1. Evidence of Malta as a former British colony: Red mail boxes inserted into walls, or freestanding red pillars, with the initials "GR" (from the days of King George VI), red telephone boxes with "Soane's domes", huge and cheap bars of chocolate, good tea, chips with almost everything in almost every restaurant, English spoken widely albeit with a definite Maltese accent, right-hand drive vehicles, pubs with names like "The Salisbury Arms", hotels with names like "The Empire", and houses with nameplates like "Canada", "Kangaroo", and "The Oak"; cakes like bananatoffey, chocolate orange, and double chocolate (all of these we enjoyed with a welcome cup of tea after a good walk)
2. Crowded! Malta is the most densely populated member of the EU. And the corollary is that there isn't a lot of countryside. Walks in "rural" Malta were mainly on secondary roads and tracks.
3. The Maltese are friendly and cheerful and respond to our smiles and greetings, however on buses they're oblivious to other passengers, rarely giving up seats to people with greater needs or making room for baby strollers.
4. For 5000+ years the people of these islands have been tunnelling through the soft limestone and building structures underground (e.g. The Hypogeum). There is a network of tunnels underneath the city of Valletta started by the Knights of St. John in the 16th C. These tunnels were increased in the 20th C and used during wartime, including the Cold War. Until the mid 20th C and the advent of municipal water pipes, every house had to have at least one cistern to collect rain water. In fact it was during the construction of a cistern that the Hypogeum was discovered in the early 1900s. The Casa Rocca Piccolla that we visited yesterday used to have 3 cisterns...one was constructed 300+ years ago to collect drain water from the street to water the orange trees in the garden (considered a great luxury). This large cistern was drained and used as an air raid shelter for the neighbourhood in WW II. Over 100 people could fit in this space.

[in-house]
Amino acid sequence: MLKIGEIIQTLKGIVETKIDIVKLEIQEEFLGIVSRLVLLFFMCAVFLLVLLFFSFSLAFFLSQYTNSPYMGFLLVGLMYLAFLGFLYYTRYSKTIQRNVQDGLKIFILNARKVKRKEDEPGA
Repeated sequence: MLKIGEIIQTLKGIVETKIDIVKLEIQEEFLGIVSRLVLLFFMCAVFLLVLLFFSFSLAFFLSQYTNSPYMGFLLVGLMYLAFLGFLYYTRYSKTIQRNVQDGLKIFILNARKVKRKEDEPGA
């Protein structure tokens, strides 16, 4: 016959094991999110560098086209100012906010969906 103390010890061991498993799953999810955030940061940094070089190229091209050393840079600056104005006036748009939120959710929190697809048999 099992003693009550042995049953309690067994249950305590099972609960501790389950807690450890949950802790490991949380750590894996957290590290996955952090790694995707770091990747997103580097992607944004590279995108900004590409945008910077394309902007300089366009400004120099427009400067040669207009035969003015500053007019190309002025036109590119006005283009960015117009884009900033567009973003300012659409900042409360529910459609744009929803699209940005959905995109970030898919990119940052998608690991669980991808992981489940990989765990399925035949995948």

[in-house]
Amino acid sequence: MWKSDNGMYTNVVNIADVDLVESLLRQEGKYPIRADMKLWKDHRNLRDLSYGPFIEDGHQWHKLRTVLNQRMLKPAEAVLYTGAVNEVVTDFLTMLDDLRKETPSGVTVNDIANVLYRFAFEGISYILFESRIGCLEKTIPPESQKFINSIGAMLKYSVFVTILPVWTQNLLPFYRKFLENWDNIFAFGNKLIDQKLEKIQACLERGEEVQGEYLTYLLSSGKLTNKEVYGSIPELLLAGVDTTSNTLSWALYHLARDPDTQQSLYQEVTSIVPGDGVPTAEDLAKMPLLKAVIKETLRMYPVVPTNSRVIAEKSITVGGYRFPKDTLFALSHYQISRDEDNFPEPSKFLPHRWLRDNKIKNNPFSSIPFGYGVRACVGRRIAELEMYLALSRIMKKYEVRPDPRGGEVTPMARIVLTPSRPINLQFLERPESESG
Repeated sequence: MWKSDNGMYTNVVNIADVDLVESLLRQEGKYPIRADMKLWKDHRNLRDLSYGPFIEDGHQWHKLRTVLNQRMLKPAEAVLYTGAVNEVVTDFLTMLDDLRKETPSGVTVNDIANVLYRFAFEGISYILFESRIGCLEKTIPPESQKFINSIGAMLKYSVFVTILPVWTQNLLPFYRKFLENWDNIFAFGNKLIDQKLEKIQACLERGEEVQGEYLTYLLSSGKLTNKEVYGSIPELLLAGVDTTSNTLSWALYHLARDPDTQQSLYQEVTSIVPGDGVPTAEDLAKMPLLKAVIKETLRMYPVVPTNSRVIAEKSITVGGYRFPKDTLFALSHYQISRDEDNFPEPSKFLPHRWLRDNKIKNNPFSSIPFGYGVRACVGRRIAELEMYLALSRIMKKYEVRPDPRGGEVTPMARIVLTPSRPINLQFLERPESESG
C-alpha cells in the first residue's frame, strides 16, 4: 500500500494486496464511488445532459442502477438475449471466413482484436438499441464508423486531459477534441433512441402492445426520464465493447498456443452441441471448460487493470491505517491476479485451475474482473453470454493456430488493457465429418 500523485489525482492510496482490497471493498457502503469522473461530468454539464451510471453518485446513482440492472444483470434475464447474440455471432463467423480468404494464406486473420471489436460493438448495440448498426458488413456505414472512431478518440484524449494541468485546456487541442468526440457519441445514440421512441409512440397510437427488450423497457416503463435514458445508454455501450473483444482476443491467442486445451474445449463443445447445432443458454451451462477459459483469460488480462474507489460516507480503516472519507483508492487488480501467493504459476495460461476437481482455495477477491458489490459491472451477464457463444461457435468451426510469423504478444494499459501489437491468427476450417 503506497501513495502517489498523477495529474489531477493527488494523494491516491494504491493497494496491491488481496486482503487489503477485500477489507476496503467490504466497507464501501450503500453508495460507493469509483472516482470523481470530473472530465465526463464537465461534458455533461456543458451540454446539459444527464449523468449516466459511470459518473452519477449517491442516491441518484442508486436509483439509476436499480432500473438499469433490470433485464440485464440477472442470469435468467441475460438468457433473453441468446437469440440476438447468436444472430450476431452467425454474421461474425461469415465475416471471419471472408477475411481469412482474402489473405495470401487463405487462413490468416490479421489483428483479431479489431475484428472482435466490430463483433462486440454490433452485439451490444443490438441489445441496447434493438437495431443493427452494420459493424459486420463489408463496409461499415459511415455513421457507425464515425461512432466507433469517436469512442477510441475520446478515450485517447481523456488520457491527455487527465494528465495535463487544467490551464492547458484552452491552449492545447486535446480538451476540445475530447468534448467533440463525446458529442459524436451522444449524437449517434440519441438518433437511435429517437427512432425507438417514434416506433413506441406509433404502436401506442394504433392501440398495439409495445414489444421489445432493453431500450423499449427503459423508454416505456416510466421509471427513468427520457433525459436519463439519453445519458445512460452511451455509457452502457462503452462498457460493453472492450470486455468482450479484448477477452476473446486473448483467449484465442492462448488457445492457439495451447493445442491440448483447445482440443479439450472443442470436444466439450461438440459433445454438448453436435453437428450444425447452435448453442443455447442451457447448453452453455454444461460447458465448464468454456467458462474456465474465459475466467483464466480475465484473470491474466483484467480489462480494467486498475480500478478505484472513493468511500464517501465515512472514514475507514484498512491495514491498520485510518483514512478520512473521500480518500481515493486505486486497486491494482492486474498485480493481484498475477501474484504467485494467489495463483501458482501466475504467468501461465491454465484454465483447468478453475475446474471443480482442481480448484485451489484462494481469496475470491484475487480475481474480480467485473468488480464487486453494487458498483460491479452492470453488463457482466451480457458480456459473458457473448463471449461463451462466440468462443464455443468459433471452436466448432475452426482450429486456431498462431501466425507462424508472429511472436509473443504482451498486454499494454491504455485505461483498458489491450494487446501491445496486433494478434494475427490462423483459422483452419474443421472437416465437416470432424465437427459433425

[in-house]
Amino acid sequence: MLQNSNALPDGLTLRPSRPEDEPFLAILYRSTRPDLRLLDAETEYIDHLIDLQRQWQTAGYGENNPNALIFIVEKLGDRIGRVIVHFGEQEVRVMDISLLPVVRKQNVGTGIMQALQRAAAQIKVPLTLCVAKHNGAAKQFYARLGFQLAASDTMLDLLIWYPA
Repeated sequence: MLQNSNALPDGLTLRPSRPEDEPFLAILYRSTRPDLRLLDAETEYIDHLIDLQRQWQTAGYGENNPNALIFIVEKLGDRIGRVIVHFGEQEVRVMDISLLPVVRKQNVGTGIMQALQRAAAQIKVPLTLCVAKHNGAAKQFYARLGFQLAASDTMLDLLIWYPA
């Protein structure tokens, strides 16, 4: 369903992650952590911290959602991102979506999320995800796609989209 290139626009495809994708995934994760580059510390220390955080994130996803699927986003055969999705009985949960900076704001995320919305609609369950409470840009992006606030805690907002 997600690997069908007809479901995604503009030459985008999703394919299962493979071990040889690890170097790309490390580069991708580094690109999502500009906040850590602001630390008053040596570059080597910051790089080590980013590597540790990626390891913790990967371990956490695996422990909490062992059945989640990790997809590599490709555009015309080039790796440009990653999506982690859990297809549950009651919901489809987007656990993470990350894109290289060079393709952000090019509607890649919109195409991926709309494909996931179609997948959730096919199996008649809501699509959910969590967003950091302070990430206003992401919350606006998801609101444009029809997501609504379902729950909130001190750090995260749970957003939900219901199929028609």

5. "Marsa" is a Maltese word meaning "harbour" and is a prefix for many town names (e.g. Marsaxlokk and Marsaskala). It is derived from the Phoenician and can be found in other countries as well, e.g. Marsala in Sicily and Marseille in France. The Maltese language, Malti, is an officially recognized language at the UN and EU even though it is only spoken in Malta, a population of about 400,000 (25,000 of these live on Gozo). There are at least 400,000 people around the world (Australia, Canada, USA, UK) claiming Maltese descent. Malti is a Semitic language, mainly Arabic with some Italian and English) and the script is similar to English with another 6 symbols for sounds unique to Malti. We heard Malti all around us with people switching with great ease into English.
6. Most doors had interesting doorknobs and knockers like these dolphins:
We found out during our tour of the co-cathedral of St. John that the dolphin was the symbol of the "Langue of Auvergne" one of the sections of the Knights of St John, former rulers of Malta.
7. Maltese cuisine: rabbit stewed or fried, fresh fish and seafood, fabulous bread (Ftira in particular--a round of crusty flatbread used for sandwiches--a sourdough made with high gluten flour), delicious Maltese wine especially the white wine made from the indigenous grape "girgentina", tasty and crunchy strawberries, sweet oranges and clementines, tender lettuce.
8. It may be nice and warm during the day, about 16 degrees C, but the houses are cold at night! A hot water bottle wrapped in my nightie was sure welcome! A few times I even went to bed wearing tights and socks as well.
For our last day in Malta, we opted to take a harbour cruise. Here are some photos from the water of the old fortifications (restored or in process--Valletta is getting ready to be the European City of Culture in 2018)
and shipbuilding industry--an oil tanker was coming in as we were going out,
and at a neighbouring berth, a Greenpeace vessel...
Followed up by a walk around the point...
And then a lazy lunch on the other side of Sliema at the cafe L'Aroma where we enjoyed another tasty sandwich of Ftira bread.
We then took the X2 bus to the airport...our last look at Maltese architecture and cityscape...
We're now in Pisa for 4 days enroute to Morocco. Have to brush off my Italian again! Had a little fun in a trattoria tonight ordering food...the waiter was very patient and graciously corrected and confirmed our order. He was so nice and patient we just might go back! And the food was good too--we just had bruschetta, salads, and local Tuscan wine. We're staying at Hotel Alessandro Della Spina, a former elegant mansion near the station. It has heating! And a heated towel rack!! What luxury!